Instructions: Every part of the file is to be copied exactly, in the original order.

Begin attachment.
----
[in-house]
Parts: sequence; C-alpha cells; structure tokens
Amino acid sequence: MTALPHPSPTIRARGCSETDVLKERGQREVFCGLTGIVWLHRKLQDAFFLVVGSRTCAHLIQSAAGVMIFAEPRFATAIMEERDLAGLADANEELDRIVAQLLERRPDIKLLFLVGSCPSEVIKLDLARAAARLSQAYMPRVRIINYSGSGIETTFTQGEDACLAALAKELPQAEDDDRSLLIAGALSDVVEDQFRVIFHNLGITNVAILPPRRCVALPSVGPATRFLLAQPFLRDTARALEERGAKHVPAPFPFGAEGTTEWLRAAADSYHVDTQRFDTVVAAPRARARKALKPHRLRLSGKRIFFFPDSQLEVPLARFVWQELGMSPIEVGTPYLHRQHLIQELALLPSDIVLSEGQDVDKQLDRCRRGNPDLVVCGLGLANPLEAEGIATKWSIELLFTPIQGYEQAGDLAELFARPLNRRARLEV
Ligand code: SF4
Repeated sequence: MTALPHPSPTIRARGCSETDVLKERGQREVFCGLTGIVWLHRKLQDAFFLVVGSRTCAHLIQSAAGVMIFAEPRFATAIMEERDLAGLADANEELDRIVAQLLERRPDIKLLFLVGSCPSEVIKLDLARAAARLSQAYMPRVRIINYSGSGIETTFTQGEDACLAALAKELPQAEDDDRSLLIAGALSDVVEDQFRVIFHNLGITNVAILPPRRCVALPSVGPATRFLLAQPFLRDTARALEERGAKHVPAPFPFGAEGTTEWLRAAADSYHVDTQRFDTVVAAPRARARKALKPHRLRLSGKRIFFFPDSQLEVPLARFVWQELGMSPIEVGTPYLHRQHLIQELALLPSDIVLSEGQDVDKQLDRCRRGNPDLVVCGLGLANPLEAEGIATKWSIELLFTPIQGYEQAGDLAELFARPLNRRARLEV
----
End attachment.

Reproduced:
[in-house]
Parts: sequence; C-alpha cells; structure tokens
Amino acid sequence: MTALPHPSPTIRARGCSETDVLKERGQREVFCGLTGIVWLHRKLQDAFFLVVGSRTCAHLIQSAAGVMIFAEPRFATAIMEERDLAGLADANEELDRIVAQLLERRPDIKLLFLVGSCPSEVIKLDLARAAARLSQAYMPRVRIINYSGSGIETTFTQGEDACLAALAKELPQAEDDDRSLLIAGALSDVVEDQFRVIFHNLGITNVAILPPRRCVALPSVGPATRFLLAQPFLRDTARALEERGAKHVPAPFPFGAEGTTEWLRAAADSYHVDTQRFDTVVAAPRARARKALKPHRLRLSGKRIFFFPDSQLEVPLARFVWQELGMSPIEVGTPYLHRQHLIQELALLPSDIVLSEGQDVDKQLDRCRRGNPDLVVCGLGLANPLEAEGIATKWSIELLFTPIQGYEQAGDLAELFARPLNRRARLEV
Ligand code: SF4
Repeated sequence: MTALPHPSPTIRARGCSETDVLKERGQREVFCGLTGIVWLHRKLQDAFFLVVGSRTCAHLIQSAAGVMIFAEPRFATAIMEERDLAGLADANEELDRIVAQLLERRPDIKLLFLVGSCPSEVIKLDLARAAARLSQAYMPRVRIINYSGSGIETTFTQGEDACLAALAKELPQAEDDDRSLLIAGALSDVVEDQFRVIFHNLGITNVAILPPRRCVALPSVGPATRFLLAQPFLRDTARALEERGAKHVPAPFPFGAEGTTEWLRAAADSYHVDTQRFDTVVAAPRARARKALKPHRLRLSGKRIFFFPDSQLEVPLARFVWQELGMSPIEVGTPYLHRQHLIQELALLPSDIVLSEGQDVDKQLDRCRRGNPDLVVCGLGLANPLEAEGIATKWSIELLFTPIQGYEQAGDLAELFARPLNRRARLEV